Rock Street

The 1969 local shopping parade

By Andrew Doig

 
Photo:Rock Street photographed in 2012

Rock Street photographed in 2012

Photo by Tony Mould

The shops along Rock Street were shown in a BBC television documentary by Margaret Drabble in 1969. As part of a polemic against the post war destruction of inner city neighbourhoods, Mitzi Cunliffe, a sculptor, spoke about the value of local shops like her local parade in Rock Street. She claimed that only the densely populated neighbourhoods of inner cities could support local shops.

Variety of shops

Mitzi is seen walking slowly along Rock Street with Gibson’s Kemp Town Pharmacy at No.1 Rock Street as a backdrop. The pharmacy has a vast medicine jar above each window; jars that remained in place until Boots took over in about 2007. Next door, Unwins, the wine merchant at No.2 has an original Victorian shopfront with its central entrance door. Mitzi describes the cake shop at No.3. It has the present grid pattern of glazing bars. That shop front and those of the adjoining shops probably replaced original shop fronts blown out by the bomb that landed at No.16 opposite in September 1940.

Serving the community

In the piece Mitzi, who was born in New York, says “We have got stores for absolutely every purpose. One really does not have to shop further than just round the back of the house this way” She was then living at No.8 Lewes Crescent, with a studio, in the mews just behind the shops she is talking about. “There are liquor stores, there’s a cake shop. You can buy meat pies. There’s a marvellous Post Office that has absolutely everything. It’s like the old fashioned general store that they had in small villages in America which really served the community completely, and the people who run the shops and own them are in fact individuals who are very much part of the neighbourhood. We know them all by name. We know their families”. The camera switches to an antique shop advertising repairs for jewellery, silver, watches and clocks. It is on the other side of the street, probably at No.14. Reflected in the window is a passing corporation bus: the No.7 route used to pass this way. A final shot is of a board outside a shop, advertising Gents Hair Dressing.

Changing shopping habits

Even by 1969 shopping habits were changing. Self-service supermarkets were springing up in more central locations and Mitzi was taking an optimistic view of her local shopping street while buying her meat, fish, fruit and vegetables elsewhere. The butchers, at No.3, the greengrocer, at No.11 and the fishmonger at No.14, all there in 1940 were gone by 1969. In the forty-odd years since then much else has gone, leaving only the chemist at No.1, an off licence/general store next door, with a piano shop and an aquatic fish shop at the end of the parade.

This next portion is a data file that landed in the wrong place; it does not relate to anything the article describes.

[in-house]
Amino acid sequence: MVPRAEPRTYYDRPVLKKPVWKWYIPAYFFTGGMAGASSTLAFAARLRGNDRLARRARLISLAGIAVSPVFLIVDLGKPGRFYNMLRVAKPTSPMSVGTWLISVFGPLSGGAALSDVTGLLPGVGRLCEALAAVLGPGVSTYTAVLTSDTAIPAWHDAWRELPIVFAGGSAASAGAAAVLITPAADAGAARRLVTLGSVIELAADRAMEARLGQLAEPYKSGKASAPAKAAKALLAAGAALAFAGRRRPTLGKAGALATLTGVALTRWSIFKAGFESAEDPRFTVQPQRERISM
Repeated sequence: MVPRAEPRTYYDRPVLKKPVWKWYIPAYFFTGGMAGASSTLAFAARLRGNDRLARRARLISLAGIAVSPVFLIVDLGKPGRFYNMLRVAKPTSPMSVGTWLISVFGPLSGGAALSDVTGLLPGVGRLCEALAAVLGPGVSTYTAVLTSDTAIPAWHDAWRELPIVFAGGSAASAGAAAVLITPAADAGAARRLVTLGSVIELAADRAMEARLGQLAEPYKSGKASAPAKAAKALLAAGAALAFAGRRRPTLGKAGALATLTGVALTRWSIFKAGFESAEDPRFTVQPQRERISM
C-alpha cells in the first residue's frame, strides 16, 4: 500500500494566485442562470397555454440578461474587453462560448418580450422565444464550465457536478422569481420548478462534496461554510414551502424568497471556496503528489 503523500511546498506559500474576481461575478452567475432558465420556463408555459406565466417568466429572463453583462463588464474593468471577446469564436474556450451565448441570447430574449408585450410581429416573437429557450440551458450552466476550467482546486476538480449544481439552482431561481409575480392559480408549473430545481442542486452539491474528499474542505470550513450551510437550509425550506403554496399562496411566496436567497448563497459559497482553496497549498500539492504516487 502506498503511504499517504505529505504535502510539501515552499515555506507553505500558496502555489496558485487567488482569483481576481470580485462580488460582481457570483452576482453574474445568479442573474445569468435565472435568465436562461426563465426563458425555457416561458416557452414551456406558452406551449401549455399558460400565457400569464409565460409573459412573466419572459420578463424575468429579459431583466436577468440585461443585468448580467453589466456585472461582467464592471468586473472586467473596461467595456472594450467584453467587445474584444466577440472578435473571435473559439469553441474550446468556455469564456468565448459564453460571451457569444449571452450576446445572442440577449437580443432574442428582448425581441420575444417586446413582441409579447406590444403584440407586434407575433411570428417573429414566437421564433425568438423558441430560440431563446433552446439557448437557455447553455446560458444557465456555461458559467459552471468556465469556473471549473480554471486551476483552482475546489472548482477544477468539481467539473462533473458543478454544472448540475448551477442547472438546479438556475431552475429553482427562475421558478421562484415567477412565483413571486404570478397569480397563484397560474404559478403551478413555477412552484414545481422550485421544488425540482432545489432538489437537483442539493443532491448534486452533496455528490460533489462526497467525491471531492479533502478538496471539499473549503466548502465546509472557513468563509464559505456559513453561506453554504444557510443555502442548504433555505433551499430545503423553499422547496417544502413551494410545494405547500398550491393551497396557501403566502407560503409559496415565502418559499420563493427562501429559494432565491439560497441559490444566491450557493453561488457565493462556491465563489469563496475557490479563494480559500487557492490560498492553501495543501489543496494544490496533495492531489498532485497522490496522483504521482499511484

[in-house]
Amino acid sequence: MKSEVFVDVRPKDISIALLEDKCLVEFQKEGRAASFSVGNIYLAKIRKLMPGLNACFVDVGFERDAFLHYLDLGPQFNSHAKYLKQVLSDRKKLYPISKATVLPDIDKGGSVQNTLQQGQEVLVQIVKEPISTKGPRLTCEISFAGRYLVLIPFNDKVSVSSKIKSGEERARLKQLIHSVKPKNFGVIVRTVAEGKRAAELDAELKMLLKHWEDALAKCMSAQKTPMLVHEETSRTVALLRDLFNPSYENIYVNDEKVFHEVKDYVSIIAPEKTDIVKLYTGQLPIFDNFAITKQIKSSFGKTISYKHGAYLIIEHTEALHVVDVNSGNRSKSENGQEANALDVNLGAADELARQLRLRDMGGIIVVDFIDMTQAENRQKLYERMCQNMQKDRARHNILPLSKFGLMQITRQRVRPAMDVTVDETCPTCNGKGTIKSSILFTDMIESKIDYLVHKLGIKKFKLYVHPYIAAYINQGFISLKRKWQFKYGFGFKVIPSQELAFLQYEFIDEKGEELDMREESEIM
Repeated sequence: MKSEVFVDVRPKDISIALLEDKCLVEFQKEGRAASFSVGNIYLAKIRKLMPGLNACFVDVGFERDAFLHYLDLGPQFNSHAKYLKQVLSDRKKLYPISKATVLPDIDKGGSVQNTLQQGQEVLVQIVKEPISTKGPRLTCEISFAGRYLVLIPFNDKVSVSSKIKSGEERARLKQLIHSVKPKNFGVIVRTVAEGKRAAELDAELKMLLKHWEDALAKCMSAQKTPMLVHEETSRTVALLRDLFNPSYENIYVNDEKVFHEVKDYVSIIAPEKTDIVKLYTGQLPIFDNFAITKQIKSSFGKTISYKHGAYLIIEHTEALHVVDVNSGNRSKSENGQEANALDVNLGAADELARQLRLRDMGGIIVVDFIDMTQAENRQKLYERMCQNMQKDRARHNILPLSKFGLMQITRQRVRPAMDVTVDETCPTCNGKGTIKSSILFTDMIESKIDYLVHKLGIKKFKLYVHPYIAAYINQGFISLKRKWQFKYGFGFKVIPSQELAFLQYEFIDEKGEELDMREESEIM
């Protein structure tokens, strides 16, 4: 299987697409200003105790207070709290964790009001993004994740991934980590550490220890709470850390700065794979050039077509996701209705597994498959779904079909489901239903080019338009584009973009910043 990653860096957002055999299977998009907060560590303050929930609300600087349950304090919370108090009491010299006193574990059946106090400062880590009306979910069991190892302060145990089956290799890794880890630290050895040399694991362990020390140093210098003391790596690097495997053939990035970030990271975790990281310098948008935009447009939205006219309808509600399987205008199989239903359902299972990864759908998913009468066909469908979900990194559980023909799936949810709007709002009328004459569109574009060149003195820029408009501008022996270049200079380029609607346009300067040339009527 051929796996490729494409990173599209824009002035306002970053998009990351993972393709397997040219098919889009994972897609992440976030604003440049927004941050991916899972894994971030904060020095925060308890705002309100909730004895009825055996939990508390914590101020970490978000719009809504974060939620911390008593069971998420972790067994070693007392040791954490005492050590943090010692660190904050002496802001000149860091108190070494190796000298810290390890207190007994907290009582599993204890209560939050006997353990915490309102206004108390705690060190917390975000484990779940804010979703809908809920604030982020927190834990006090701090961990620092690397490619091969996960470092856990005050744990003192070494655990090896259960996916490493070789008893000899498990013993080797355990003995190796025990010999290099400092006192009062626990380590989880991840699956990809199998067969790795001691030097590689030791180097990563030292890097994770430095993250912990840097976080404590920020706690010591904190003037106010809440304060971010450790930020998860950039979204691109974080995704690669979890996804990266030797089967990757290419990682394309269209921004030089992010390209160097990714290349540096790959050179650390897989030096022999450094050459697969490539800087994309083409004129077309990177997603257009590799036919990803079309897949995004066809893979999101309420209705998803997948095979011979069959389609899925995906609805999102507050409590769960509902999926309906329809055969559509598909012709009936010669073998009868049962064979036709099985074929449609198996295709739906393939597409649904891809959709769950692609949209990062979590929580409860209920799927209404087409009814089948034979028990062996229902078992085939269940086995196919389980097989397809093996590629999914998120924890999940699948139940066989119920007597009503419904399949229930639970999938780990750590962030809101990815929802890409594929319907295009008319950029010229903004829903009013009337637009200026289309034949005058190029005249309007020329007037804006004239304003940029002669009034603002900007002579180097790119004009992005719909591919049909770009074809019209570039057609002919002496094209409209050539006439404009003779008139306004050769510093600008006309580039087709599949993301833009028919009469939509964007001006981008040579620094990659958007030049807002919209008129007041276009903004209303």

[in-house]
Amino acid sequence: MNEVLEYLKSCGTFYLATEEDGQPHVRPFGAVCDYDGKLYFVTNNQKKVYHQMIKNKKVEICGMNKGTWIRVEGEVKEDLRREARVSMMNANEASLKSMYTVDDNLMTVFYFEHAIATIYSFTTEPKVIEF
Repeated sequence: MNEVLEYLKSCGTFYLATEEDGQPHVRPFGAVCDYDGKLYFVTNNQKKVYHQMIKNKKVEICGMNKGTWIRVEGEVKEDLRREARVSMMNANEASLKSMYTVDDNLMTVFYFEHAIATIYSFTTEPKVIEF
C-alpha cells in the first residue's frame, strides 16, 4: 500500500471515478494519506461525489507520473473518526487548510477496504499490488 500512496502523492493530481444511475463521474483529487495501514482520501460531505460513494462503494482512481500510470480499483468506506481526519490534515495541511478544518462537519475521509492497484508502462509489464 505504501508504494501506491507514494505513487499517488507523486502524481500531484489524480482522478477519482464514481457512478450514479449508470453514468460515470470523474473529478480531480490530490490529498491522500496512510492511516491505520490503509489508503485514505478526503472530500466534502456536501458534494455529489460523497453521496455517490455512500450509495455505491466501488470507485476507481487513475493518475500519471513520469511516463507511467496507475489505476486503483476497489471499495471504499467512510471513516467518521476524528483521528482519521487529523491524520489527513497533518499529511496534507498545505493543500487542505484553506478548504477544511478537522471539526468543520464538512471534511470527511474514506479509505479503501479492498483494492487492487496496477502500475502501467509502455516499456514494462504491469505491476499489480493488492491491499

You can see the clip 19.04 minutes into the documentary on BBC i-player archive: www.bbc.co.uk/iplayer/episode/p00rzvqv/I_Love_This_Dirty_Town

 

This page was added on 06/12/2012.
Comments about this page

People voted with their feet. However, if you think about it, we still do have high streets full of small businesses-it's just that they are mostly on-line these days. The fact is that we live completely different lives these days, and haven't the time to go from shop to shop, chatting as we go. Cost is another factor, and I always notice that the people who make the most noise about 'lost' shops are those that can easily afford their inflated prices.

By Stefan Bremner-Morris (07/12/2012)

Kemp Town is away from my home patch (Hollingbury) but I have memories of a period about 10 years ago when there was a lovely deli on the north side of Rock St run by an Algerian. It was stuffed with the most amazing foodstuffs and the smells were very exotic. It was all very Brighton, sadly last time I went there it was gone. I recently attended a 'wake' at what was not too long ago, the 'I Go Inn' near the street corner. I recall the pub being a haunt of many single Irishmen...it is now a swanky gastro-pub, very smart but not the local colour of the I Go!

By Geoffrey Mead (07/12/2012)

I remember the gents hairdresser from the mid 1960s, as my parents used to take me there. He strangely used to cut the fringe at a slight angle rather than straight across, at St Marks School we called it the 'Rock Street Cut'. I also remember Langham's Cafe on the corner of St Marks Street which was very popular in the 60s.

By Michael Brittain (07/12/2012)

Hi, there used to be a cake shop run by the Burnhams. Regards

By Rick Smallman (09/12/2012)

I lived in Rock Street as a child/teenager from 1954 till 1961. Mr Gibson in the chemist was there, next to him a grocer store, young lad Colin used to deliver grocers on his bicycle. Then Mr Brown in the post office. The barber shop was also there then, the fish, and veggie shop, and the two pubs opposite each other. The cafe was on the corner of St Marks Street. Opposite the cafe, next to the chemist was St Marks Hall. We had Brownies, Girl Guides, and our local youth club in this hall. We had such fun as kids in that street.

By Sandy (07/06/2013)

I used to live at 17 Rock Street in 1979. Hilda Burnham used to run a general store on the other side of the road to the picture above. I do have a photo of it if anyone is interested.

Hello Andrew: why don't you send me the photo of the shop and your memories of it? I can then publish it as a new page and you may get some responses. If you are interested in helping - mail me?
jennifer@mybrightonandhove.org.uk

By Andrew Smith (16/03/2015)

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